Tuesday, December 15, 2009


Today I’ve posted an in-depth interview with actor Tom Stechschulte over at my official site.

Tom is the voice of Hector Lassiter in Recorded Books’ exclusive, unabridged recordings of the Hector Lassiter series (Head Games and Toros & Torsos are available through your library, or Audible.com; Print the Legend will be released on audio in May, 2010).

I wrote recently about the fact that it’s only through Tom’s dramatic readings of my books that I can come close to experiencing the novels as an audience member. Something about the format and Tom’s acting short circuits my tendency to anticipate where the story is going, or thinking about what I know will happen next.

Fact is, I learn a lot about my own writing style, my tics and things I want to change in my writing or dialogue from listening to Tom read my words aloud.

It’s possible, I think, that other writers can learn from Tom’s interview, as well. Reading prose in dramatic format is an art. I’ve attended many, many author readings over the years, and the fact is, few of us writers read our own work particularly well.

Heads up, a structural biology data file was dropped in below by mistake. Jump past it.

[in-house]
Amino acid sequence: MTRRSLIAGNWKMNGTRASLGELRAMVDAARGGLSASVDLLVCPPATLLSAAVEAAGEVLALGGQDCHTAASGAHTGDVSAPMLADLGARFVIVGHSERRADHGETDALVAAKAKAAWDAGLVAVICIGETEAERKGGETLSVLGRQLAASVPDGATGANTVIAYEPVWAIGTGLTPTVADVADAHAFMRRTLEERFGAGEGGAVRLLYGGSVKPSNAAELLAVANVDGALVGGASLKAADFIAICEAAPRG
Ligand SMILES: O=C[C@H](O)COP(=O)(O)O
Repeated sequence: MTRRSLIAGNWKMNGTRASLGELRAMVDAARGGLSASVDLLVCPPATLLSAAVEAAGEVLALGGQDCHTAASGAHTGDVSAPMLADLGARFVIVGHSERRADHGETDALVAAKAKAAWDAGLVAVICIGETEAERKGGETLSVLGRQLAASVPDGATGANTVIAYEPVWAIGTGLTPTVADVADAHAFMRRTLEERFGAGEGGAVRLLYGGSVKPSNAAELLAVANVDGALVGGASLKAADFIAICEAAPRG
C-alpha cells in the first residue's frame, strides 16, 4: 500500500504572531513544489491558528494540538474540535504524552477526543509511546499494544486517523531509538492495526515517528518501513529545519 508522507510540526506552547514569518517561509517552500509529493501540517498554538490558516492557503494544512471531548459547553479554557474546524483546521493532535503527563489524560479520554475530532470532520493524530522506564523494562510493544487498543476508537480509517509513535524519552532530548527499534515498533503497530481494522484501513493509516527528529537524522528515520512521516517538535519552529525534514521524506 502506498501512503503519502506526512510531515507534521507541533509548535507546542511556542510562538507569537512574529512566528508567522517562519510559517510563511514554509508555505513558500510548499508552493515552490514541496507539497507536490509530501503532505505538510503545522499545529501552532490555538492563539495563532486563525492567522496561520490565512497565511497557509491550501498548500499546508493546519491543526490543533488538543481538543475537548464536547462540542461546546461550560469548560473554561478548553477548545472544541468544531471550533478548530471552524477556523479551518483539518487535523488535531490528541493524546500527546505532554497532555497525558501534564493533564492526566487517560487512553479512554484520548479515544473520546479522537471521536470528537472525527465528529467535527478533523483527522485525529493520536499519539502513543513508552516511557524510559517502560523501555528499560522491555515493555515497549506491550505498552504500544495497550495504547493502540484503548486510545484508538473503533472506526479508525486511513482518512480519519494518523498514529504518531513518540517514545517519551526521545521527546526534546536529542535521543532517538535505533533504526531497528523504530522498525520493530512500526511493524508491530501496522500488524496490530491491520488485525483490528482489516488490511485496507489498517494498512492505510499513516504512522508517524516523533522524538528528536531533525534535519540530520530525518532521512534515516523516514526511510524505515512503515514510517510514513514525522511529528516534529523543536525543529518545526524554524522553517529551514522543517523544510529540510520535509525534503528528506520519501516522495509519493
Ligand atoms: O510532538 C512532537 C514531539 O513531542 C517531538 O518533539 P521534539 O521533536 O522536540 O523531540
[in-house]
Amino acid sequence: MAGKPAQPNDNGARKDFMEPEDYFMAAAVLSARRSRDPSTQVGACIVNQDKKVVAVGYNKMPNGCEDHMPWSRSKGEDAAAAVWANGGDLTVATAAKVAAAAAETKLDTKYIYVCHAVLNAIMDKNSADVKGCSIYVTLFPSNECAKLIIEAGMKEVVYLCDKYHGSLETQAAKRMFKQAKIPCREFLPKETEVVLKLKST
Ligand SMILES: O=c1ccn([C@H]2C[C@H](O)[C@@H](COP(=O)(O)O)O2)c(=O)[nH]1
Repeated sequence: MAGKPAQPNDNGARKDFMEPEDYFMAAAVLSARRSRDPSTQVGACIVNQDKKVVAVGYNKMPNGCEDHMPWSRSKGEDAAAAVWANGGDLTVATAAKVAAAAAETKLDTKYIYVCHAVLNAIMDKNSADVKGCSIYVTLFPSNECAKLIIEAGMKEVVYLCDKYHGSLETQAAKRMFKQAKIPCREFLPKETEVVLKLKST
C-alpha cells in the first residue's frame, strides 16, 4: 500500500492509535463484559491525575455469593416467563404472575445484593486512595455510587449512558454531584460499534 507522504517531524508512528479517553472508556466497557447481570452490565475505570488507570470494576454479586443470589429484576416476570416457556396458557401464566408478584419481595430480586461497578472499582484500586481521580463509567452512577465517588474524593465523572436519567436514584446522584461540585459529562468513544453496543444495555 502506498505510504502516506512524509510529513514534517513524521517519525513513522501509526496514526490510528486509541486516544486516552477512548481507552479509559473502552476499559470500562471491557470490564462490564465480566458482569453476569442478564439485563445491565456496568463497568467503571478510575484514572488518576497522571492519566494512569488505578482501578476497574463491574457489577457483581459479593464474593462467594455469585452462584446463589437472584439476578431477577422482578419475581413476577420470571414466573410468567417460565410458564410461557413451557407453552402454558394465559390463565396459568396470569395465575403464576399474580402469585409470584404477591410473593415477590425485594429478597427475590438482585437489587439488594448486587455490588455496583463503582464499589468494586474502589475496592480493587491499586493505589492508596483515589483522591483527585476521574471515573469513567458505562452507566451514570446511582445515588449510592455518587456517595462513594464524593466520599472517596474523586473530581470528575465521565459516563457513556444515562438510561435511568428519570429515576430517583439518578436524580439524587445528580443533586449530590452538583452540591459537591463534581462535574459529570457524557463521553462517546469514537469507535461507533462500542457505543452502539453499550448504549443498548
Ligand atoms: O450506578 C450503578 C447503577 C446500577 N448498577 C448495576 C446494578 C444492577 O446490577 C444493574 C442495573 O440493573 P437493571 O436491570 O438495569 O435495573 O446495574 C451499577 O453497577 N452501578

The flipside of that is that some authors read their prose with such a forceful style that after hearing them read even a few passages of their work, you forever hear their voice in your head as you continue to read their novels and stories.

The most extreme example of this, I think, is probably James Ellroy. After hearing him read a few times in person, and after listening to his recording of his memoir, My Dark Places, I can’t read anything of Ellroy’s without hearing his actual speaking voice in my head. Ditto Ken Bruen. Ditto Joe Lansdale.

Tom gives some interesting pointers about dramatic reading, and, particularly, about voice and subtle ways in which to give distinct voices to different characters when reading aloud.

There are also some interesting details about the process of recording an audio book, and the preparation an actor goes through in order to record a particular work. You can check out Tom’s interview here.

Print the Legend (February 16, 2010, Minotaur Books) reviews are now starting to come in from various quarters.

I’m thrilled with the reaction the book is receiving and grateful to all those reviewers who have taken the time to read and write about my next novel, particularly in these times when review space — and voices — are at a premium.